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Old 07-18-2008, 05:54 PM   #9
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Quote:
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If you're sailing the tropics I go with what JeanneP says; leave the laundry till landfall. Just handwash the few undies and hang them INSIDE the boat to avoid the salt air as best as possible. You will live in loosefitting swim trunks, etc., if anything.

Trim, Lori must find a couple of lightweight, loose "shifts" to wear - easy to rinse out and quick to dry. As you know by now, you can get very badly sunburnt from the reflection off the sea so it is better to be wearing "something". On passage, laundry is not a major problem and ashore (especially in SE Asia) laundry is very cheap.
Good point about the tropics. I forgot to mention that our own planned sailing is as much high latitude sailing as possible--not focused on the tropics at all.
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Old 08-26-2008, 08:07 PM   #10
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My dear, loving, smart, hard working, understanding, generous and beautiful wife advocates the use of adding a bit of VINEGAR the wash to help keep our cloths (and ourselves) clean & smelling good while living on our boat.

To life!

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Old 08-26-2008, 10:52 PM   #11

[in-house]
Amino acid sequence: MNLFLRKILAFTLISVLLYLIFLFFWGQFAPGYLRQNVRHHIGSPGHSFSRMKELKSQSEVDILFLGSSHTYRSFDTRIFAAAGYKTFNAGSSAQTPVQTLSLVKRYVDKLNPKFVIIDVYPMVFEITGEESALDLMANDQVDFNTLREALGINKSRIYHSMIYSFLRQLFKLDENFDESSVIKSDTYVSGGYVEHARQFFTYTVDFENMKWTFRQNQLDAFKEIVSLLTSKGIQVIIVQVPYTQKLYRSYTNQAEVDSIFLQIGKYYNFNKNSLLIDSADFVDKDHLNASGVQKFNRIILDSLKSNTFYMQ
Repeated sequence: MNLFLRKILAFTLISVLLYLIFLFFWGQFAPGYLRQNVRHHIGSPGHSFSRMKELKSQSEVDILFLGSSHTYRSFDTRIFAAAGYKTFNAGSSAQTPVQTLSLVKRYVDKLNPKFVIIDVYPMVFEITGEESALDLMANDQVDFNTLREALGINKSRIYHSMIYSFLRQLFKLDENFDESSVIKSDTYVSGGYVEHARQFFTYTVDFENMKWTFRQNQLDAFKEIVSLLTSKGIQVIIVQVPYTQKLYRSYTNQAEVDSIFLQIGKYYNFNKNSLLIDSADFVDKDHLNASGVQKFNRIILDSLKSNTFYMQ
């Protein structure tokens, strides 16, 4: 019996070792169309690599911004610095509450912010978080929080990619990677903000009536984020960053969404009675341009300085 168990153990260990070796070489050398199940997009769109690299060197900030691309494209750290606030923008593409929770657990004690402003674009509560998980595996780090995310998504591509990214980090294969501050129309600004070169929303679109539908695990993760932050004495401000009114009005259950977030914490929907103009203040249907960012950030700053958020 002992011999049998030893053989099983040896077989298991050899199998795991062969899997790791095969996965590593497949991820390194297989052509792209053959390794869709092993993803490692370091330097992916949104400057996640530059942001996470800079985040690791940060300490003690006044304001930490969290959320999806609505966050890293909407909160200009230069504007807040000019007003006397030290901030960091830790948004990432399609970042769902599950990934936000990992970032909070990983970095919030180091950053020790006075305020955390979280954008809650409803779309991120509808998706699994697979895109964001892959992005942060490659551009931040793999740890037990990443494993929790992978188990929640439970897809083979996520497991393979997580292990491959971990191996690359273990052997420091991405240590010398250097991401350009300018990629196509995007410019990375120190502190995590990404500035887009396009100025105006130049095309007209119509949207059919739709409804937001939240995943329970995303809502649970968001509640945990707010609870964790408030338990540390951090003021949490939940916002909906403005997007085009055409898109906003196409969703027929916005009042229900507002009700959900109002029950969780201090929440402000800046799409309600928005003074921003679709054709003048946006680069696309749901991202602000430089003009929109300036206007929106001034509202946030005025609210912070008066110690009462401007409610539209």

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Does it seem to work?
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Old 08-27-2008, 02:07 AM   #12
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Does it seem to work?
Vinegar kills some microorganisms including some fungus, I think. Many people use vinegar to rid themselves of dandruff--which is believed to be sometimes caused by a fungus...

Vinegar has lots of uses on a boat--from cleaning things to putting a bit down the toilet from time to time to clear out the salt-water scale and counter the ammonia in the holding tank Vinegar also is good for clean-up after using epoxy (West System for example) if you get a bit on your skin.

You can wash fresh veggies in vinegar if you're worried they may have a bit of mold or some such growing on them, too.

The wonders of vinegar are quite something
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Old 08-27-2008, 04:49 AM   #13
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Hi,

Grandma's tips on vinegar (she is referring to 5% Glacial Acetic Acid) :-

VINEGAR

PS don't waste good Apple Cyder or Wine Vinegar
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Old 08-27-2008, 05:12 AM   #14
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We are drifting slightly off topic here but, as vinegar can be put to 1,000 different uses, the drift is only positive and very useful.

I am a great believer in the "magic" qualities of vinegar. Follow this LINK to see just what purposes it may be put to.

I just wonder if it can be used as an anti-fouling?

Aye // Stephen